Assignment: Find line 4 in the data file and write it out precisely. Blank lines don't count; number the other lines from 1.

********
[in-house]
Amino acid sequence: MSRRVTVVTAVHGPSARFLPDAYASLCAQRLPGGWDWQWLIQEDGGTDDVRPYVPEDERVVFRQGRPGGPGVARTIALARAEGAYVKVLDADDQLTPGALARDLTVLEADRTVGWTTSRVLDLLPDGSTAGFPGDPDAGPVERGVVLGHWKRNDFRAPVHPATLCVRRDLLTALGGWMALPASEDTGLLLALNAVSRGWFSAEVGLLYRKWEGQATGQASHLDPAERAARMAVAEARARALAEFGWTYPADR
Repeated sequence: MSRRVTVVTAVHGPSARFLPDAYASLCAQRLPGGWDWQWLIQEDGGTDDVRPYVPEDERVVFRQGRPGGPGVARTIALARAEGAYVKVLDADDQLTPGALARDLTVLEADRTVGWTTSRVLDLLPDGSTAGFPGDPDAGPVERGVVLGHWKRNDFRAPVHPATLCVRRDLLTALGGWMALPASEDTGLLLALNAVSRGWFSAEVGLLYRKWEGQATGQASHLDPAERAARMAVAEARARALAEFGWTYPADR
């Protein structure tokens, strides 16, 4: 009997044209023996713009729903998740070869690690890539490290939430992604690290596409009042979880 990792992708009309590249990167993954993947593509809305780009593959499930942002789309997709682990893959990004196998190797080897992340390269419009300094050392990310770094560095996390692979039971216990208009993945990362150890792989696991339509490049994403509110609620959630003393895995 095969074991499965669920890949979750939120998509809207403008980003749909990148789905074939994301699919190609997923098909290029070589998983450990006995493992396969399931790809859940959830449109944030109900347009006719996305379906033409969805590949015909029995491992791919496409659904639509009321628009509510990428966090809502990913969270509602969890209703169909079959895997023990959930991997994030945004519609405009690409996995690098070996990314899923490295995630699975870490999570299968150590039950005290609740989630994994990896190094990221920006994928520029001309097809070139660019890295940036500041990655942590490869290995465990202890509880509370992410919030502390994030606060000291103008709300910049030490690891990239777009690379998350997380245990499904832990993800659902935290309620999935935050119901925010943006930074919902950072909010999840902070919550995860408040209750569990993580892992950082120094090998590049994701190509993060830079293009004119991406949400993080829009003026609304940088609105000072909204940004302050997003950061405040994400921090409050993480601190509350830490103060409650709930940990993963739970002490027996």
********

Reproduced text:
């Protein structure tokens, strides 16, 4: 009997044209023996713009729903998740070869690690890539490290939430992604690290596409009042979880 990792992708009309590249990167993954993947593509809305780009593959499930942002789309997709682990893959990004196998190797080897992340390269419009300094050392990310770094560095996390692979039971216990208009993945990362150890792989696991339509490049994403509110609620959630003393895995 095969074991499965669920890949979750939120998509809207403008980003749909990148789905074939994301699919190609997923098909290029070589998983450990006995493992396969399931790809859940959830449109944030109900347009006719996305379906033409969805590949015909029995491992791919496409659904639509009321628009509510990428966090809502990913969270509602969890209703169909079959895997023990959930991997994030945004519609405009690409996995690098070996990314899923490295995630699975870490999570299968150590039950005290609740989630994994990896190094990221920006994928520029001309097809070139660019890295940036500041990655942590490869290995465990202890509880509370992410919030502390994030606060000291103008709300910049030490690891990239777009690379998350997380245990499904832990993800659902935290309620999935935050119901925010943006930074919902950072909010999840902070919550995860408040209750569990993580892992950082120094090998590049994701190509993060830079293009004119991406949400993080829009003026609304940088609105000072909204940004302050997003950061405040994400921090409050993480601190509350830490103060409650709930940990993963739970002490027996």